A very wise horse-whisperer friend of mine, a cowboy named Brad, once told me that when training any animal you need to make the right choice the easy choice. This concept was a great help to me while training my independently minded horse and even applied nicely to teenage children. I’ve recently discovered it is an excellent strategy with Carla as well.
Carla has earned the nickname Goldilocks at our house because she likes to try out all the chairs, sofas, and beds in search of the best spot.
In my office….
In the playroom… (amidst the noise)
On my bed! (this picture gives you a point of reference as to her size – this is a queen size bed)
Even on Gracie’s bed!
But we have this crazy rule at our house – no pets on the furniture. I haven’t always been a proponent of this rule. It was an allowance I gave during the early stages of negotiations necessary when first cohabitating with my beloved spouse. I loved to snuggle with little furry creatures, but my husband has this little teeny, tiny, annoying habit of being allergic to animal fur. In possibly the most definitive demonstration of his love for me, he has suffered through the adjustment of living in close proximity to multiple furry creatures for almost twenty years.
When I met my yet-to-be spouse, I had a cat named Shamu (uncannily similar markings) who for years slept every night snuggled against my belly. There is much I adore about Nicholas. In fact, there is so much I adore that when my animal-allergic guy moved in, I kicked Shamu out of my bed. You can imagine how she felt about this. But I was in love and didn’t consider the capacity of her anger.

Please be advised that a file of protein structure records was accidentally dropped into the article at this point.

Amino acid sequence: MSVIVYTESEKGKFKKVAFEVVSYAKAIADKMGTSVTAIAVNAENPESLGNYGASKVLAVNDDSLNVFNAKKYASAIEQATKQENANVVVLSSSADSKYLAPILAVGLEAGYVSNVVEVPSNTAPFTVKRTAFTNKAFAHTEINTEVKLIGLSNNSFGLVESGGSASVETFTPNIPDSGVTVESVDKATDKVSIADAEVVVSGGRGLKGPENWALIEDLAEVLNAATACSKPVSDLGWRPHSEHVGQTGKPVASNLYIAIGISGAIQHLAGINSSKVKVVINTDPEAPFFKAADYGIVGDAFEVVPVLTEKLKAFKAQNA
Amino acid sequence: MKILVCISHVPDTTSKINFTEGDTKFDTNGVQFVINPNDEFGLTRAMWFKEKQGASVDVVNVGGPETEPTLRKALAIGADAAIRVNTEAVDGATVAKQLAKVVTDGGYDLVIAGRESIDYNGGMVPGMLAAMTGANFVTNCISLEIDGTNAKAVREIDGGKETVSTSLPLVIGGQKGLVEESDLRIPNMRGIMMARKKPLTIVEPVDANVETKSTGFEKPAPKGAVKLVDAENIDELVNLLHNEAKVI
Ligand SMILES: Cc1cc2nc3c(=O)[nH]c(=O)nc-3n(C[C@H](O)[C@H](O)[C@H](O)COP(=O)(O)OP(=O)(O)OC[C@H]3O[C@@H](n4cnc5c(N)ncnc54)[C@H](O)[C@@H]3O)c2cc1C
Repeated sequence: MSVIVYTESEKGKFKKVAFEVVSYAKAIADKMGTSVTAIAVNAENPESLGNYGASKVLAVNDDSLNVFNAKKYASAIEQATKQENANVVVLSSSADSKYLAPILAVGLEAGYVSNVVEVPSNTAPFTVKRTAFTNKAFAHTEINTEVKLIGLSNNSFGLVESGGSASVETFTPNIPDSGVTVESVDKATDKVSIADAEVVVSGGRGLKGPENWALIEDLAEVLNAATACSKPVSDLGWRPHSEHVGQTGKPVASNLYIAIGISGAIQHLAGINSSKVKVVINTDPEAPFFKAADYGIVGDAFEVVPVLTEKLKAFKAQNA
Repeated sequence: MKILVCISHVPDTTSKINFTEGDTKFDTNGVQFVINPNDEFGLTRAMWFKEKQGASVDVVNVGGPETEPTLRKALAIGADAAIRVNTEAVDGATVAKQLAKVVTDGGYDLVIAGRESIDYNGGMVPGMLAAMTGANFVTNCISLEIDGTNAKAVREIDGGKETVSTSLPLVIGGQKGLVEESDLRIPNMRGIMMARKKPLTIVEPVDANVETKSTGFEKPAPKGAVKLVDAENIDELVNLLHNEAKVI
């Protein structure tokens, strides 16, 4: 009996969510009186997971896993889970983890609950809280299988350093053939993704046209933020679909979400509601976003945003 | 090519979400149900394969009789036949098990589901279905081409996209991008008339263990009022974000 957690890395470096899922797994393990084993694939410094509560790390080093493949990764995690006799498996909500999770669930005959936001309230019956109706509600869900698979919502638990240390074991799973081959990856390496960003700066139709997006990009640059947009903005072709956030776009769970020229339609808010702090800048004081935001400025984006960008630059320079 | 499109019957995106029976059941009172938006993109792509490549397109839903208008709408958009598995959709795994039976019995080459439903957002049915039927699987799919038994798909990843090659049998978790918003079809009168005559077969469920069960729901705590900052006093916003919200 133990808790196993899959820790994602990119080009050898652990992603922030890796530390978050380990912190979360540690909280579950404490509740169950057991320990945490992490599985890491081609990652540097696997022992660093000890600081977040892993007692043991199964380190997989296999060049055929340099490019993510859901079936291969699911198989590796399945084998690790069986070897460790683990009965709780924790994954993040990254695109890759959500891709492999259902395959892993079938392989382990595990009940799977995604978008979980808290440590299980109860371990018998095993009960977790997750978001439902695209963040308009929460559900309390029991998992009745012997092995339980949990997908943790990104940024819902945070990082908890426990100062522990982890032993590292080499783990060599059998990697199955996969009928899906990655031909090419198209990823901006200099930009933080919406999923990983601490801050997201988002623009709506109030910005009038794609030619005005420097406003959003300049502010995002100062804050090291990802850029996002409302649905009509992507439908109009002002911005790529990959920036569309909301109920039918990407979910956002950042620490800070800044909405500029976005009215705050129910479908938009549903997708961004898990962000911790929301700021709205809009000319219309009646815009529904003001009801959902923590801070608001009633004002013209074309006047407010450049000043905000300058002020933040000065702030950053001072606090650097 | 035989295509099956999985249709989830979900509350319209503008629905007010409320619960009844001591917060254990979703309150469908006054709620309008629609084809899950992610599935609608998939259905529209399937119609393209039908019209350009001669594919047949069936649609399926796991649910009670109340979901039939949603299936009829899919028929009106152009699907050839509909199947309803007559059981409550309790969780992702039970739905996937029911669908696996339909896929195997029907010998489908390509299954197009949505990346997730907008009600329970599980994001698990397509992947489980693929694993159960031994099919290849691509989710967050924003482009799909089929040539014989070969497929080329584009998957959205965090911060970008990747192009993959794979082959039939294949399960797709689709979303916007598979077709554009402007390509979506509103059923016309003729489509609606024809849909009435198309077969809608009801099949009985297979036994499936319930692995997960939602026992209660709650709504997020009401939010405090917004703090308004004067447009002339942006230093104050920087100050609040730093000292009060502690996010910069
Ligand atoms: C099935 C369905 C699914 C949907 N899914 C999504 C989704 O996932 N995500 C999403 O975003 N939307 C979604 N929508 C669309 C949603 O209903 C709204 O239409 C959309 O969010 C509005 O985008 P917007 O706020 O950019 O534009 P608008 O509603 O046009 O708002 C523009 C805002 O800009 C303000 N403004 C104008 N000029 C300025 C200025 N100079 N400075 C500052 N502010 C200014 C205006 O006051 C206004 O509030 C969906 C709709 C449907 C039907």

That first evening that she slept in her new cat bed, she pooped in Nick’s shoes. Cats are nothing if not clear about their feelings. There’s none of the whining or pinning of a dog. Cats take action.
When we picked out our first puppy at the shelter and brought her home. Nick was firm – no dogs on the furniture. After her initial protest, Shamu resigned herself to sleeping in a box in the kitchen and after the puppy moved in, she took to under the beds.
Through another dog and three more cats, the rule has more or less remained in place.
And then we began this foster adventure.
Our first foster puppy was so sweet. She wormed her way on to the couch while our personal dog Gracie watched in jealous shock.
Our second foster puppy was all about being on the furniture. In fact on the porch she jumped from chair to coffee table to ottoman to loveseat very much like the way my children used to play the-floor-is-lava game.
But both of those precious pups were lap-size babes. Carla is decidedly not lap sized.
Training her to stay off the furniture is an ongoing task, but applying Brad’s rule has helped. My neighbor loaned me a really cool dog bed that actually hangs on a PVC pipe frame. That way Carla would be off the floor. I loaded it with blankets and a soft comforter to make it extra inviting. When we first installed it, she tested it out gingerly and spent the afternoon napping on it before going back to her Goldilocks ways.
In order to make the right choice, the easy choice, I’ve taken to keeping all the bedroom doors closed, loading the couches with obstacles, and flipping the cushions up on the chairs.
She tours the house periodically checking to see if anyone left a bedroom door ajar (she knows how to nudge a door open, so it better be latched!). Finding no comfier options, she’ll flop down on her bed or turn a few circles on the rug before settling down. I’m guessing this will be a lifelong training process.
Carla’s a smart girl. She won’t make it easy on her forever home. They’ll have to apply some of Brad’s horsewhispering magic, but she’s an easy-going girl. I’m pretty certain she won’t poop in their shoes…
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